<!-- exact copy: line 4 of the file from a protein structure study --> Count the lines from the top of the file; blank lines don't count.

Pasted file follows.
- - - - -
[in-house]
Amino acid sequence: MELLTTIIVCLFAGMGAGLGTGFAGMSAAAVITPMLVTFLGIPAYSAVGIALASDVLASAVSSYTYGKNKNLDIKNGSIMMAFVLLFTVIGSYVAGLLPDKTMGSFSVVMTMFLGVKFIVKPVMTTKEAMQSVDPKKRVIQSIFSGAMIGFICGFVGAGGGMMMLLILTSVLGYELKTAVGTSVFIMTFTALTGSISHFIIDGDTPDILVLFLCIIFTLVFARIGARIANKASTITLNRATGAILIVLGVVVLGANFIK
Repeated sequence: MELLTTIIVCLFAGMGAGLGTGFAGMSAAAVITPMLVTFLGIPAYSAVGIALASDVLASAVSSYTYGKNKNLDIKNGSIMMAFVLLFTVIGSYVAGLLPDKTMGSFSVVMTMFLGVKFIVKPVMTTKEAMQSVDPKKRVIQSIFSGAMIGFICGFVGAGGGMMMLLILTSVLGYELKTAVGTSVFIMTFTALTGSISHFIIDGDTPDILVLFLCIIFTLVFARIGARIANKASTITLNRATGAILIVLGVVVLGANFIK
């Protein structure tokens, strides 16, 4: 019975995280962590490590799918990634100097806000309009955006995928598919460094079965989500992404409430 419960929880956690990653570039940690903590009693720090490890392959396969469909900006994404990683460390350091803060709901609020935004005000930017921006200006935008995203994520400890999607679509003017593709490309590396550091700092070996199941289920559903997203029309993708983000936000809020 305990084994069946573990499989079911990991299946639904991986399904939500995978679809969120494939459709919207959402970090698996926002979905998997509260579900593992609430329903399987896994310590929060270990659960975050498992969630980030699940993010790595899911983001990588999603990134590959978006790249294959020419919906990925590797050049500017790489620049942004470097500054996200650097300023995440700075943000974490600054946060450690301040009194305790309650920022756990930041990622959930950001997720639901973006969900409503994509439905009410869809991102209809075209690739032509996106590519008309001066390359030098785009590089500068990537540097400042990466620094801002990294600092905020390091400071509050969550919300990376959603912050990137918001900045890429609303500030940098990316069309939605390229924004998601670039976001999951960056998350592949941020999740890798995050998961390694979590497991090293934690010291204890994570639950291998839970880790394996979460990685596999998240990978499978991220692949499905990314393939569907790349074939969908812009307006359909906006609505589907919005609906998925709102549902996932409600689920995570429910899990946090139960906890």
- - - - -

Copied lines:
């Protein structure tokens, strides 16, 4: 019975995280962590490590799918990634100097806000309009955006995928598919460094079965989500992404409430 419960929880956690990653570039940690903590009693720090490890392959396969469909900006994404990683460390350091803060709901609020935004005000930017921006200006935008995203994520400890999607679509003017593709490309590396550091700092070996199941289920559903997203029309993708983000936000809020 305990084994069946573990499989079911990991299946639904991986399904939500995978679809969120494939459709919207959402970090698996926002979905998997509260579900593992609430329903399987896994310590929060270990659960975050498992969630980030699940993010790595899911983001990588999603990134590959978006790249294959020419919906990925590797050049500017790489620049942004470097500054996200650097300023995440700075943000974490600054946060450690301040009194305790309650920022756990930041990622959930950001997720639901973006969900409503994509439905009410869809991102209809075209690739032509996106590519008309001066390359030098785009590089500068990537540097400042990466620094801002990294600092905020390091400071509050969550919300990376959603912050990137918001900045890429609303500030940098990316069309939605390229924004998601670039976001999951960056998350592949941020999740890798995050998961390694979590497991090293934690010291204890994570639950291998839970880790394996979460990685596999998240990978499978991220692949499905990314393939569907790349074939969908812009307006359909906006609505589907919005609906998925709102549902996932409600689920995570429910899990946090139960906890």